We all know the stories of crumbling roads, failing bridges and broadband access that lags behind our international peers. The last few decades have been hard on our urban centers but Americans are falling in love with cities again. Cities all over the country are experiencing major influxes of new residents.
In fact, today, over 63 percent of the nation’s population lives in a city. That number is even higher — 70 percent — in the Midwest, where the city I lead is located. Despite this, an agenda to revitalize and restore the infrastructure of our cities has been shockingly absent from our presidential political discourse. That is, until recently.
The Democratic Party, in its Cities Agenda amendment to the platform, is now the first political party to develop a comprehensive plan on city infrastructure during this election cycle. And this week, the Republican party also made cities an issue in their campaign. Donald Trumpentered the conversation with a speech in Detroit outlining an ambitious infrastructure agenda, declaring “We will build the next generation of roads, bridges, railways, tunnels, seaports and airports that our country deserves.” We look forward to seeing the details of his plan.
Indeed, public transportation, roadways, highways, bridges, electricity, and waterways are at the very core of the services our citizens need to thrive. Our infrastructure is the skeleton that supports cities and improving it lifts up local economies. It’s a major factor in where people decide to work and businesses decide to locate. From the creation of bike paths and making safe water accessible to all, infrastructure impacts public health and quality of life outcomes.
The American Society of Civil Engineers (ASCE) releases an infrastructure report card every four years. The last one, published in 2013, was grim. ASCE gave the nation a cumulative grade of D+ on its infrastructure and that was slightly higher than the results of the previous report. But another ASCE report detailed the enormous positive economic impact that is possible through an increased investment in infrastructure.
In “Failure to Act: The Impact of Current Infrastructure Investment on America’s Economic Future,” released in 2012, ASCE found that investing $157 billion in infrastructure each year until 2020 could protect 3.5 million jobs, $2.4 trillion in consumer spending, and $3.1 trillion in GDP. $94 billion in transportation investments alone would protect 877,000 jobs. We clearly cannot afford the status quo.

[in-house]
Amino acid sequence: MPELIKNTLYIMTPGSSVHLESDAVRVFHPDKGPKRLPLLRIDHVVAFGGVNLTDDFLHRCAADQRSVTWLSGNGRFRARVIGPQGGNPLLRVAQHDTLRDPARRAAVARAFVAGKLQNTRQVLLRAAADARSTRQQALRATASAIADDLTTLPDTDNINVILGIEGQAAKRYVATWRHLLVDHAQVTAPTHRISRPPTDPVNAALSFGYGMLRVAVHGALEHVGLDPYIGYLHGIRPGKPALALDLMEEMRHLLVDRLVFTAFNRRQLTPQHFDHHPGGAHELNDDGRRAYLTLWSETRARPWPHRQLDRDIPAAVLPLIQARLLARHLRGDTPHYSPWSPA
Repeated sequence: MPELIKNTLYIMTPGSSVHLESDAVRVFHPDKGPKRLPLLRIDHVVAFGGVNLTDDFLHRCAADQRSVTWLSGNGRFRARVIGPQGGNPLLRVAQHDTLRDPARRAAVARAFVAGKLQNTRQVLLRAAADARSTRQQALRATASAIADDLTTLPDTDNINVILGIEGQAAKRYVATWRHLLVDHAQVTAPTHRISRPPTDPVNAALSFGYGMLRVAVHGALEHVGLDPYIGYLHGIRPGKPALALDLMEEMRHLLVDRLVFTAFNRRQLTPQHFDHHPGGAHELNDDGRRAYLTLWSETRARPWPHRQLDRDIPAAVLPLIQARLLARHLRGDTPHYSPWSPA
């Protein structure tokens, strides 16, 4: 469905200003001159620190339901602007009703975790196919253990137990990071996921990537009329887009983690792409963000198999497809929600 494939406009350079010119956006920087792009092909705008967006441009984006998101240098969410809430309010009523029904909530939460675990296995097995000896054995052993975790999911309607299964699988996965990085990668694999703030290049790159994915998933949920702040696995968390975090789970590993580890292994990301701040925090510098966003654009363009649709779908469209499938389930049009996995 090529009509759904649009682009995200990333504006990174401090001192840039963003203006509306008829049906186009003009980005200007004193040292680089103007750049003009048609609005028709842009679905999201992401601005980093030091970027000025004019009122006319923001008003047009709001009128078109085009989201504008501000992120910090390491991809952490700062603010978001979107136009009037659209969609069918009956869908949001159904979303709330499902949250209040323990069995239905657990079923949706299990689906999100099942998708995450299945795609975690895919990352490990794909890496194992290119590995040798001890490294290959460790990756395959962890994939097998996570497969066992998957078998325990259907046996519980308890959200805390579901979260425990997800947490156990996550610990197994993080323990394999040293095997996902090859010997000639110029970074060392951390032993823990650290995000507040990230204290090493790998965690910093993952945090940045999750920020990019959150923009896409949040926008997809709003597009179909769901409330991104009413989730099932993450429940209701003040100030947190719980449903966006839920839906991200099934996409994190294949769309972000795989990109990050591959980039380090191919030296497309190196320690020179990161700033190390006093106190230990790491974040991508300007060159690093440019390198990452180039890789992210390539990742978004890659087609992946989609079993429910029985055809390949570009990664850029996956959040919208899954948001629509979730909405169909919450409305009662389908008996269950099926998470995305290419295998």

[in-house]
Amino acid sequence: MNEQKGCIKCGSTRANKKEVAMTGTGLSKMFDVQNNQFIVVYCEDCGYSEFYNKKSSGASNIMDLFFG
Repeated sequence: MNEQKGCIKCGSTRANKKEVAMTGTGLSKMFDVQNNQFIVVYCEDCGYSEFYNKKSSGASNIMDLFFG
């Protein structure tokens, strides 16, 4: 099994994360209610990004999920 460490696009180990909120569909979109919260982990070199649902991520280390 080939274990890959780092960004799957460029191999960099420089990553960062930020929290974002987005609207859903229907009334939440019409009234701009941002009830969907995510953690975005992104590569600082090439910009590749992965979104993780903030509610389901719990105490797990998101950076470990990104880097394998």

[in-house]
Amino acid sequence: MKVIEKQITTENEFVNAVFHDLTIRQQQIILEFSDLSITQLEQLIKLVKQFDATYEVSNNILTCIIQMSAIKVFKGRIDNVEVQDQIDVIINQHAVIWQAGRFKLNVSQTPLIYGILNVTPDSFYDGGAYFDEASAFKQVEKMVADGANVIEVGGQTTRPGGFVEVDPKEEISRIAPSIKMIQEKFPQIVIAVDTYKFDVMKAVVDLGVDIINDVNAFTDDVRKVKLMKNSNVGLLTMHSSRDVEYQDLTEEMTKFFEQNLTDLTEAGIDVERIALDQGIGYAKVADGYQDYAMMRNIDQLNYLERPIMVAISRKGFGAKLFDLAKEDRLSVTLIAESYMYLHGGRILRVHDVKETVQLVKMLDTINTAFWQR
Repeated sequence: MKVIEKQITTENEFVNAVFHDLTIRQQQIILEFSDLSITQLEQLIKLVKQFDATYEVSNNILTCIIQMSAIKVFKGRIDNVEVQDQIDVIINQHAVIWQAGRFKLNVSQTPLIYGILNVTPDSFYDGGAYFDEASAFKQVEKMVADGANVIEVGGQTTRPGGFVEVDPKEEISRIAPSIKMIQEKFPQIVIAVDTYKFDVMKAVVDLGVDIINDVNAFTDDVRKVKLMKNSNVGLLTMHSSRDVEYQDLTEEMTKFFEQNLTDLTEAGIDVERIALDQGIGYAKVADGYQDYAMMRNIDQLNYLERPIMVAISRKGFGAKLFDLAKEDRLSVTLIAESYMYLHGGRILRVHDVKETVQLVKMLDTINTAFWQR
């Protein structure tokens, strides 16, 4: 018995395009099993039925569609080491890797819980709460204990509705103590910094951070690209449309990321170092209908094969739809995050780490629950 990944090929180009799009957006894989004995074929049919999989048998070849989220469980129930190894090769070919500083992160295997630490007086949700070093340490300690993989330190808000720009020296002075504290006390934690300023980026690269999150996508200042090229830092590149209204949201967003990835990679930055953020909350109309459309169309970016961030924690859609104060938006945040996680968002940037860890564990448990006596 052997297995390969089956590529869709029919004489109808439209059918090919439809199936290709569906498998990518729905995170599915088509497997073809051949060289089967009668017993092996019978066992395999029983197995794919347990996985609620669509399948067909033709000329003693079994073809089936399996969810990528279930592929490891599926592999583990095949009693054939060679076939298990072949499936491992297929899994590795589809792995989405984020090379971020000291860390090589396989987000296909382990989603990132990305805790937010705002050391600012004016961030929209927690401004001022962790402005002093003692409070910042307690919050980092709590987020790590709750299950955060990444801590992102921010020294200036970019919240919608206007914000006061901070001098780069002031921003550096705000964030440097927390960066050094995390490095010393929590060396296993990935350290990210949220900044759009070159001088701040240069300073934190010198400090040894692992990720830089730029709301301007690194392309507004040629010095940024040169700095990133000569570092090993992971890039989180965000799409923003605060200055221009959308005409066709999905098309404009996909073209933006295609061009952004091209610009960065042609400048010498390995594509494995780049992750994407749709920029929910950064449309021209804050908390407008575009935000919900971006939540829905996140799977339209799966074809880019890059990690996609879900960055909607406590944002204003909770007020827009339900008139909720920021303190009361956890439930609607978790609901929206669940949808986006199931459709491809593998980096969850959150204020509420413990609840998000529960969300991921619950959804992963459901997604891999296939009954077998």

Mayors are doing everything we can to maintain the integrity of these foundational services. Some have implemented innovative public-private partnerships to partially fill the resource gap the federal government’s inaction has left. But, too many of us are forced to navigate a patchwork of state laws that limit our ability to allocate the resources necessary to modernize local infrastructure.
The water crisis in Flint, Michigan is a devastating example of what can happen when local leaders are not fully empowered to maintain the infrastructure in their cities and towns. That’s why I could not agree more with the Cities Agenda’s basic premise that “local leaders are best equipped to create a better future for their residents — but need the resources and flexibility to get the job done.”
The Cities Agenda recognizes that local economic progress can only be achieved by addressing multiple, seemingly intractable, issues simultaneously. It calls for increased investment in housing and schools, jobs, transportation and health in cities across the nation. Specifically, it will build on game-changing programs like the Neighborhood Stabilization Program and the Hardest Hit Fund, which have revitalized communities overcome by blight.
And, the Cities Agenda promises to foster community vibrancy by expanding programs that leverage private sector investment to combat poverty, such as the New Markets Tax Credit and the State Small Business Credit Initiative. These programs are critical to the health and stability of our nation. The benefits are enormous and exponential.
As the president of the African American Mayors Association, which represents the over 500 black mayors in the country, I can tell you that mayors are driving this critical conversation on investments in infrastructure. Mayors have seen, first hand, the impact of federal underinvestment in cities and infrastructure for too long.
Although the Cities Agenda was initially adopted by the Democrats, there is no reason that this should be a partisan issue. Republicans entering this dialogue is good for advancing the conversation on infrastructure investment. Business leaders need to weigh in just as much as labor and community members. All of us sit in the same ditch when something breaks and repairs need to made.
Regardless of who wins the White House, or the majorities in Congress this November, we must increase the pressure on our federal leaders to fix our cities.
Sly James is mayor of Kansas City, M.O., and President of the African American Mayors Association.